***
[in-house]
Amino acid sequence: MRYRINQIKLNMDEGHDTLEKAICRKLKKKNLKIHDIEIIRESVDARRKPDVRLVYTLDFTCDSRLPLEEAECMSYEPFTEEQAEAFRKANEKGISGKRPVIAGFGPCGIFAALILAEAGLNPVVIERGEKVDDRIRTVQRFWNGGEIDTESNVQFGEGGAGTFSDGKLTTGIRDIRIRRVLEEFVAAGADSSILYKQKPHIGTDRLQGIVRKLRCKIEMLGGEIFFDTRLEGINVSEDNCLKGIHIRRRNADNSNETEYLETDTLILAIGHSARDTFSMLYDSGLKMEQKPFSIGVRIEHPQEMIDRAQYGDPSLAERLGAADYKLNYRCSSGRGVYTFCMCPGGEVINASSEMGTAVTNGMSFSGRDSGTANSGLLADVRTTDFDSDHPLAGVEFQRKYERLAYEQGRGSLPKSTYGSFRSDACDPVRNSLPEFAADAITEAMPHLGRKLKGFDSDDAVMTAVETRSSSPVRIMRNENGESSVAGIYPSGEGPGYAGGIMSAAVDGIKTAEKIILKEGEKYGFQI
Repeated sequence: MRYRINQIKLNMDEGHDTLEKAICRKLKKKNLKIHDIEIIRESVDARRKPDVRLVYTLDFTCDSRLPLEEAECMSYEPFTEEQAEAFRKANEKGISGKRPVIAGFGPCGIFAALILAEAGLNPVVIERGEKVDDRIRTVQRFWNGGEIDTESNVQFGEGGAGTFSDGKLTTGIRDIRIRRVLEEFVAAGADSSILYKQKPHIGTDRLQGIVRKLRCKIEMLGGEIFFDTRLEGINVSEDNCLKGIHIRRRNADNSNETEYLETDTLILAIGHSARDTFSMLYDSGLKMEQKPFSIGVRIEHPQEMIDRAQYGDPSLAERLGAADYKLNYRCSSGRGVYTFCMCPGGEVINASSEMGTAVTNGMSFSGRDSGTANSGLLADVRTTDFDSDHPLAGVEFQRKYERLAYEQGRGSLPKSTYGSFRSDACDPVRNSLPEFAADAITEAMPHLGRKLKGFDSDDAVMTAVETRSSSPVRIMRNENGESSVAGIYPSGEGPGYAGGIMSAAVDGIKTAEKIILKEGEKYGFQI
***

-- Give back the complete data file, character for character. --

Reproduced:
[in-house]
Amino acid sequence: MRYRINQIKLNMDEGHDTLEKAICRKLKKKNLKIHDIEIIRESVDARRKPDVRLVYTLDFTCDSRLPLEEAECMSYEPFTEEQAEAFRKANEKGISGKRPVIAGFGPCGIFAALILAEAGLNPVVIERGEKVDDRIRTVQRFWNGGEIDTESNVQFGEGGAGTFSDGKLTTGIRDIRIRRVLEEFVAAGADSSILYKQKPHIGTDRLQGIVRKLRCKIEMLGGEIFFDTRLEGINVSEDNCLKGIHIRRRNADNSNETEYLETDTLILAIGHSARDTFSMLYDSGLKMEQKPFSIGVRIEHPQEMIDRAQYGDPSLAERLGAADYKLNYRCSSGRGVYTFCMCPGGEVINASSEMGTAVTNGMSFSGRDSGTANSGLLADVRTTDFDSDHPLAGVEFQRKYERLAYEQGRGSLPKSTYGSFRSDACDPVRNSLPEFAADAITEAMPHLGRKLKGFDSDDAVMTAVETRSSSPVRIMRNENGESSVAGIYPSGEGPGYAGGIMSAAVDGIKTAEKIILKEGEKYGFQI
Repeated sequence: MRYRINQIKLNMDEGHDTLEKAICRKLKKKNLKIHDIEIIRESVDARRKPDVRLVYTLDFTCDSRLPLEEAECMSYEPFTEEQAEAFRKANEKGISGKRPVIAGFGPCGIFAALILAEAGLNPVVIERGEKVDDRIRTVQRFWNGGEIDTESNVQFGEGGAGTFSDGKLTTGIRDIRIRRVLEEFVAAGADSSILYKQKPHIGTDRLQGIVRKLRCKIEMLGGEIFFDTRLEGINVSEDNCLKGIHIRRRNADNSNETEYLETDTLILAIGHSARDTFSMLYDSGLKMEQKPFSIGVRIEHPQEMIDRAQYGDPSLAERLGAADYKLNYRCSSGRGVYTFCMCPGGEVINASSEMGTAVTNGMSFSGRDSGTANSGLLADVRTTDFDSDHPLAGVEFQRKYERLAYEQGRGSLPKSTYGSFRSDACDPVRNSLPEFAADAITEAMPHLGRKLKGFDSDDAVMTAVETRSSSPVRIMRNENGESSVAGIYPSGEGPGYAGGIMSAAVDGIKTAEKIILKEGEKYGFQI